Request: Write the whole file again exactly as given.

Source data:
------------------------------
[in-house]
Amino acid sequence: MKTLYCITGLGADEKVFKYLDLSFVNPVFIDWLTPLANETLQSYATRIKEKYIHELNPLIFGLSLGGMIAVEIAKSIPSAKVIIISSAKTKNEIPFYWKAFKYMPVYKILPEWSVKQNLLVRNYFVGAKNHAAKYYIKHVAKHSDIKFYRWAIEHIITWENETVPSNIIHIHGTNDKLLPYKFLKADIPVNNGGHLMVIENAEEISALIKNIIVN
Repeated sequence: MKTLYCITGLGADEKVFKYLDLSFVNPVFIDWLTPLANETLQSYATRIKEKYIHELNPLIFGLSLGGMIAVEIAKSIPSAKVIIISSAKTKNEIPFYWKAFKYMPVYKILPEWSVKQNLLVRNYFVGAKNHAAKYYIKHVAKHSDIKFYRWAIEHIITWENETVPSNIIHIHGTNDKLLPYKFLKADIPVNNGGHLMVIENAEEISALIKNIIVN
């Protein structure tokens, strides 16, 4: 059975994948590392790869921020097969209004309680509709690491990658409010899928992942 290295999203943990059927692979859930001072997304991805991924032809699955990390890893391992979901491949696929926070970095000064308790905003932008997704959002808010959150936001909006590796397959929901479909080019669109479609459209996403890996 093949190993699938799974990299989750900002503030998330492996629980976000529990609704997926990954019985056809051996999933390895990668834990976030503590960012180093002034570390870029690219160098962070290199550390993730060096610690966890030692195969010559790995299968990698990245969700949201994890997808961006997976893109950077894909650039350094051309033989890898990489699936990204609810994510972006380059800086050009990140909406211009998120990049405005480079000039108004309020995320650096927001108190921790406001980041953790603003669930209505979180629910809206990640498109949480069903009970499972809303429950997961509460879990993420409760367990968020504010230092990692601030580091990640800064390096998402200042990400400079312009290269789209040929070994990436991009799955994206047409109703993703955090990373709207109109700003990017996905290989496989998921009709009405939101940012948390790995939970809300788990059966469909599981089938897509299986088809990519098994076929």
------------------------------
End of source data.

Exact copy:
[in-house]
Amino acid sequence: MKTLYCITGLGADEKVFKYLDLSFVNPVFIDWLTPLANETLQSYATRIKEKYIHELNPLIFGLSLGGMIAVEIAKSIPSAKVIIISSAKTKNEIPFYWKAFKYMPVYKILPEWSVKQNLLVRNYFVGAKNHAAKYYIKHVAKHSDIKFYRWAIEHIITWENETVPSNIIHIHGTNDKLLPYKFLKADIPVNNGGHLMVIENAEEISALIKNIIVN
Repeated sequence: MKTLYCITGLGADEKVFKYLDLSFVNPVFIDWLTPLANETLQSYATRIKEKYIHELNPLIFGLSLGGMIAVEIAKSIPSAKVIIISSAKTKNEIPFYWKAFKYMPVYKILPEWSVKQNLLVRNYFVGAKNHAAKYYIKHVAKHSDIKFYRWAIEHIITWENETVPSNIIHIHGTNDKLLPYKFLKADIPVNNGGHLMVIENAEEISALIKNIIVN
């Protein structure tokens, strides 16, 4: 059975994948590392790869921020097969209004309680509709690491990658409010899928992942 290295999203943990059927692979859930001072997304991805991924032809699955990390890893391992979901491949696929926070970095000064308790905003932008997704959002808010959150936001909006590796397959929901479909080019669109479609459209996403890996 093949190993699938799974990299989750900002503030998330492996629980976000529990609704997926990954019985056809051996999933390895990668834990976030503590960012180093002034570390870029690219160098962070290199550390993730060096610690966890030692195969010559790995299968990698990245969700949201994890997808961006997976893109950077894909650039350094051309033989890898990489699936990204609810994510972006380059800086050009990140909406211009998120990049405005480079000039108004309020995320650096927001108190921790406001980041953790603003669930209505979180629910809206990640498109949480069903009970499972809303429950997961509460879990993420409760367990968020504010230092990692601030580091990640800064390096998402200042990400400079312009290269789209040929070994990436991009799955994206047409109703993703955090990373709207109109700003990017996905290989496989998921009709009405939101940012948390790995939970809300788990059966469909599981089938897509299986088809990519098994076929």